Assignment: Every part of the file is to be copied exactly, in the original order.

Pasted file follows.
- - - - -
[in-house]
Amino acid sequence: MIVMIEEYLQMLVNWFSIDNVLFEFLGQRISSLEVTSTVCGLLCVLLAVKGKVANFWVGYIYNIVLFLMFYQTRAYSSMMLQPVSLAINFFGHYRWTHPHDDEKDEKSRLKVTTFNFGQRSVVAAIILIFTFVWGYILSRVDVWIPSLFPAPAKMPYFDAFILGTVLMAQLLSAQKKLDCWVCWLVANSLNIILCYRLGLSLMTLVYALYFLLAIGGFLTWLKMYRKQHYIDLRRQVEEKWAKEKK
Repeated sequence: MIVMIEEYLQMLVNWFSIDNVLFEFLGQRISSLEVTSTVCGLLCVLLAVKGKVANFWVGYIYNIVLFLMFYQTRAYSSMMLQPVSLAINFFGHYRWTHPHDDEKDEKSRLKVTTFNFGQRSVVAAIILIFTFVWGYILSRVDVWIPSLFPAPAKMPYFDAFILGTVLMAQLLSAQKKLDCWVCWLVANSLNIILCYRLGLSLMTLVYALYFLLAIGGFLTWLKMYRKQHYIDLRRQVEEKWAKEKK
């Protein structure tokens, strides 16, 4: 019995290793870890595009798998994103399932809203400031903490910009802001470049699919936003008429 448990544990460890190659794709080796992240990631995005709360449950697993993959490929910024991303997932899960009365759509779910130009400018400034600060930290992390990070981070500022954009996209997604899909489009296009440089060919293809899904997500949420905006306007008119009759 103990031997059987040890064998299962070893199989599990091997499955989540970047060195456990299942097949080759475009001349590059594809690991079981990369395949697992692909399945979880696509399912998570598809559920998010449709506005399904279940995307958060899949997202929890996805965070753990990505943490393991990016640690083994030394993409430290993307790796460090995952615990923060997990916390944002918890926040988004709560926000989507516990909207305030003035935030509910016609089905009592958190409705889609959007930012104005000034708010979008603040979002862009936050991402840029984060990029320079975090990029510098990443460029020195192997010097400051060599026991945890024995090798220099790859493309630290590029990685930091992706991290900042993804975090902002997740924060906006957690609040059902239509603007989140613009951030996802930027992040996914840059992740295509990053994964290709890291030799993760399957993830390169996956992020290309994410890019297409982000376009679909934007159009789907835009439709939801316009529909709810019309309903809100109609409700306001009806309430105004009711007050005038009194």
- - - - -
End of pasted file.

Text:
[in-house]
Amino acid sequence: MIVMIEEYLQMLVNWFSIDNVLFEFLGQRISSLEVTSTVCGLLCVLLAVKGKVANFWVGYIYNIVLFLMFYQTRAYSSMMLQPVSLAINFFGHYRWTHPHDDEKDEKSRLKVTTFNFGQRSVVAAIILIFTFVWGYILSRVDVWIPSLFPAPAKMPYFDAFILGTVLMAQLLSAQKKLDCWVCWLVANSLNIILCYRLGLSLMTLVYALYFLLAIGGFLTWLKMYRKQHYIDLRRQVEEKWAKEKK
Repeated sequence: MIVMIEEYLQMLVNWFSIDNVLFEFLGQRISSLEVTSTVCGLLCVLLAVKGKVANFWVGYIYNIVLFLMFYQTRAYSSMMLQPVSLAINFFGHYRWTHPHDDEKDEKSRLKVTTFNFGQRSVVAAIILIFTFVWGYILSRVDVWIPSLFPAPAKMPYFDAFILGTVLMAQLLSAQKKLDCWVCWLVANSLNIILCYRLGLSLMTLVYALYFLLAIGGFLTWLKMYRKQHYIDLRRQVEEKWAKEKK
């Protein structure tokens, strides 16, 4: 019995290793870890595009798998994103399932809203400031903490910009802001470049699919936003008429 448990544990460890190659794709080796992240990631995005709360449950697993993959490929910024991303997932899960009365759509779910130009400018400034600060930290992390990070981070500022954009996209997604899909489009296009440089060919293809899904997500949420905006306007008119009759 103990031997059987040890064998299962070893199989599990091997499955989540970047060195456990299942097949080759475009001349590059594809690991079981990369395949697992692909399945979880696509399912998570598809559920998010449709506005399904279940995307958060899949997202929890996805965070753990990505943490393991990016640690083994030394993409430290993307790796460090995952615990923060997990916390944002918890926040988004709560926000989507516990909207305030003035935030509910016609089905009592958190409705889609959007930012104005000034708010979008603040979002862009936050991402840029984060990029320079975090990029510098990443460029020195192997010097400051060599026991945890024995090798220099790859493309630290590029990685930091992706991290900042993804975090902002997740924060906006957690609040059902239509603007989140613009951030996802930027992040996914840059992740295509990053994964290709890291030799993760399957993830390169996956992020290309994410890019297409982000376009679909934007159009789907835009439709939801316009529909709810019309309903809100109609409700306001009806309430105004009711007050005038009194």